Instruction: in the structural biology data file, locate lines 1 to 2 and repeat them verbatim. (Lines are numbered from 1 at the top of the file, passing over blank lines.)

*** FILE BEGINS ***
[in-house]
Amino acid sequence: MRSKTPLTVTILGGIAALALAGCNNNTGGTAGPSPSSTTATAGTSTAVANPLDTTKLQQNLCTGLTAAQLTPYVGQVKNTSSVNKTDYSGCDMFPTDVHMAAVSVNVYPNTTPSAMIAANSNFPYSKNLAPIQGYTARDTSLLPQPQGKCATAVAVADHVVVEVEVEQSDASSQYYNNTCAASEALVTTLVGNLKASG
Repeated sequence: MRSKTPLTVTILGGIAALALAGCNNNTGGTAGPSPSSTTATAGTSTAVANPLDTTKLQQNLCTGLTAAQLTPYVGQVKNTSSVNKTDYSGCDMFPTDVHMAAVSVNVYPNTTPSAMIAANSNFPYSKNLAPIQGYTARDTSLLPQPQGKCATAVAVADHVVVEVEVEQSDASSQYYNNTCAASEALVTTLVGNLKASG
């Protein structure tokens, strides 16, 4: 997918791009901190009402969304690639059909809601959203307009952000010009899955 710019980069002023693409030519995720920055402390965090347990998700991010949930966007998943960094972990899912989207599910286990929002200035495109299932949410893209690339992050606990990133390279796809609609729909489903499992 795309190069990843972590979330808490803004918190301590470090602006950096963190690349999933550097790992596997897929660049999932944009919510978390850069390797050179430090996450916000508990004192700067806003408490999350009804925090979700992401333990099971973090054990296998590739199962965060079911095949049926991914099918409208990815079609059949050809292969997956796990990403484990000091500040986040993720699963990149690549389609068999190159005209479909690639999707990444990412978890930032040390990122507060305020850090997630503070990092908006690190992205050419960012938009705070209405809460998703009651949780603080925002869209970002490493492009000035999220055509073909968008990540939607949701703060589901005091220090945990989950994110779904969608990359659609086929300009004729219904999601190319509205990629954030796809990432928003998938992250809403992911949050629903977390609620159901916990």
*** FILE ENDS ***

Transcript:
[in-house]
Amino acid sequence: MRSKTPLTVTILGGIAALALAGCNNNTGGTAGPSPSSTTATAGTSTAVANPLDTTKLQQNLCTGLTAAQLTPYVGQVKNTSSVNKTDYSGCDMFPTDVHMAAVSVNVYPNTTPSAMIAANSNFPYSKNLAPIQGYTARDTSLLPQPQGKCATAVAVADHVVVEVEVEQSDASSQYYNNTCAASEALVTTLVGNLKASG